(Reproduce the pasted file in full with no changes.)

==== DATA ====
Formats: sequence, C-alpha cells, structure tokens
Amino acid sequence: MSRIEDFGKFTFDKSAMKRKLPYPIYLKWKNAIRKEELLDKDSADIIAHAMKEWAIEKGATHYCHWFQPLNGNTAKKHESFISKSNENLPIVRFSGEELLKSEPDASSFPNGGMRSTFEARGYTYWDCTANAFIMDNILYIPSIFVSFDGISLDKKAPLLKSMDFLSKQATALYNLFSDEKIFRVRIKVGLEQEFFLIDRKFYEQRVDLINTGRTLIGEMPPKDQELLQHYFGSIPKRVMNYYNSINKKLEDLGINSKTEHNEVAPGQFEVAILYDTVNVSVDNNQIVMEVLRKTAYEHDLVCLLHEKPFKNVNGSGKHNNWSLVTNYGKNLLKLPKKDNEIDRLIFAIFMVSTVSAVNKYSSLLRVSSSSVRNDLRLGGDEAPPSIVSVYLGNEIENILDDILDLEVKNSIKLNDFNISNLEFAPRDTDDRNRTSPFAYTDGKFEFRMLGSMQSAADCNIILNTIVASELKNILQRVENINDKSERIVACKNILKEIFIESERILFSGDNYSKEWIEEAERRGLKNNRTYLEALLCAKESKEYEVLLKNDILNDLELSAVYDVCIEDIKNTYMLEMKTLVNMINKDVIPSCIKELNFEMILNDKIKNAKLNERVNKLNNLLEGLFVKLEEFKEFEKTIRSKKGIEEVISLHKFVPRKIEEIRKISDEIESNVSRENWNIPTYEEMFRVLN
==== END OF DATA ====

Formats: sequence, C-alpha cells, structure tokens
Amino acid sequence: MSRIEDFGKFTFDKSAMKRKLPYPIYLKWKNAIRKEELLDKDSADIIAHAMKEWAIEKGATHYCHWFQPLNGNTAKKHESFISKSNENLPIVRFSGEELLKSEPDASSFPNGGMRSTFEARGYTYWDCTANAFIMDNILYIPSIFVSFDGISLDKKAPLLKSMDFLSKQATALYNLFSDEKIFRVRIKVGLEQEFFLIDRKFYEQRVDLINTGRTLIGEMPPKDQELLQHYFGSIPKRVMNYYNSINKKLEDLGINSKTEHNEVAPGQFEVAILYDTVNVSVDNNQIVMEVLRKTAYEHDLVCLLHEKPFKNVNGSGKHNNWSLVTNYGKNLLKLPKKDNEIDRLIFAIFMVSTVSAVNKYSSLLRVSSSSVRNDLRLGGDEAPPSIVSVYLGNEIENILDDILDLEVKNSIKLNDFNISNLEFAPRDTDDRNRTSPFAYTDGKFEFRMLGSMQSAADCNIILNTIVASELKNILQRVENINDKSERIVACKNILKEIFIESERILFSGDNYSKEWIEEAERRGLKNNRTYLEALLCAKESKEYEVLLKNDILNDLELSAVYDVCIEDIKNTYMLEMKTLVNMINKDVIPSCIKELNFEMILNDKIKNAKLNERVNKLNNLLEGLFVKLEEFKEFEKTIRSKKGIEEVISLHKFVPRKIEEIRKISDEIESNVSRENWNIPTYEEMFRVLN